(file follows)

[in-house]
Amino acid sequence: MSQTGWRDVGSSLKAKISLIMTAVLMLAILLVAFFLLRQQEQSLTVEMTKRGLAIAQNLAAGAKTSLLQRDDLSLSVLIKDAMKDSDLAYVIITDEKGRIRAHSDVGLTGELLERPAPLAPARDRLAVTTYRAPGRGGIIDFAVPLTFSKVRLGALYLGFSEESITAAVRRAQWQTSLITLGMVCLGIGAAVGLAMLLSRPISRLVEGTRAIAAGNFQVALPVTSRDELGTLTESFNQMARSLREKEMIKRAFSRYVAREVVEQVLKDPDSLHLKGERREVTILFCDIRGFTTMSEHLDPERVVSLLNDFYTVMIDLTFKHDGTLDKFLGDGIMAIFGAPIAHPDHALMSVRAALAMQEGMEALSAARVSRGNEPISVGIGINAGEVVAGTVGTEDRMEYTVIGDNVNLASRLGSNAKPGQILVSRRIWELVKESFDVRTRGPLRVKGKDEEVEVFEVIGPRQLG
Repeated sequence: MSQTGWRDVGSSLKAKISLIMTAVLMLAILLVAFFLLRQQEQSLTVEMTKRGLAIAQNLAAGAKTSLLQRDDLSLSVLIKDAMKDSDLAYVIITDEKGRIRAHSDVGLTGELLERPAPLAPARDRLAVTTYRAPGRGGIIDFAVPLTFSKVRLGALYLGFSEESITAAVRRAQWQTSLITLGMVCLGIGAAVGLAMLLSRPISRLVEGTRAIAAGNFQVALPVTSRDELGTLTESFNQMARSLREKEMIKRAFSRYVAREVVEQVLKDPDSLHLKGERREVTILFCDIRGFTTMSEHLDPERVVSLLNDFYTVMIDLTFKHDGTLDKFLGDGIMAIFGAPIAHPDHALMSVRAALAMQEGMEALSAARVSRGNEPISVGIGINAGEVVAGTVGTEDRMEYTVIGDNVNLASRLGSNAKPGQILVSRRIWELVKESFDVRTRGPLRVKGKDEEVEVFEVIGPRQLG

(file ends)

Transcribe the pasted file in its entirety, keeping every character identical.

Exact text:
[in-house]
Amino acid sequence: MSQTGWRDVGSSLKAKISLIMTAVLMLAILLVAFFLLRQQEQSLTVEMTKRGLAIAQNLAAGAKTSLLQRDDLSLSVLIKDAMKDSDLAYVIITDEKGRIRAHSDVGLTGELLERPAPLAPARDRLAVTTYRAPGRGGIIDFAVPLTFSKVRLGALYLGFSEESITAAVRRAQWQTSLITLGMVCLGIGAAVGLAMLLSRPISRLVEGTRAIAAGNFQVALPVTSRDELGTLTESFNQMARSLREKEMIKRAFSRYVAREVVEQVLKDPDSLHLKGERREVTILFCDIRGFTTMSEHLDPERVVSLLNDFYTVMIDLTFKHDGTLDKFLGDGIMAIFGAPIAHPDHALMSVRAALAMQEGMEALSAARVSRGNEPISVGIGINAGEVVAGTVGTEDRMEYTVIGDNVNLASRLGSNAKPGQILVSRRIWELVKESFDVRTRGPLRVKGKDEEVEVFEVIGPRQLG
Repeated sequence: MSQTGWRDVGSSLKAKISLIMTAVLMLAILLVAFFLLRQQEQSLTVEMTKRGLAIAQNLAAGAKTSLLQRDDLSLSVLIKDAMKDSDLAYVIITDEKGRIRAHSDVGLTGELLERPAPLAPARDRLAVTTYRAPGRGGIIDFAVPLTFSKVRLGALYLGFSEESITAAVRRAQWQTSLITLGMVCLGIGAAVGLAMLLSRPISRLVEGTRAIAAGNFQVALPVTSRDELGTLTESFNQMARSLREKEMIKRAFSRYVAREVVEQVLKDPDSLHLKGERREVTILFCDIRGFTTMSEHLDPERVVSLLNDFYTVMIDLTFKHDGTLDKFLGDGIMAIFGAPIAHPDHALMSVRAALAMQEGMEALSAARVSRGNEPISVGIGINAGEVVAGTVGTEDRMEYTVIGDNVNLASRLGSNAKPGQILVSRRIWELVKESFDVRTRGPLRVKGKDEEVEVFEVIGPRQLG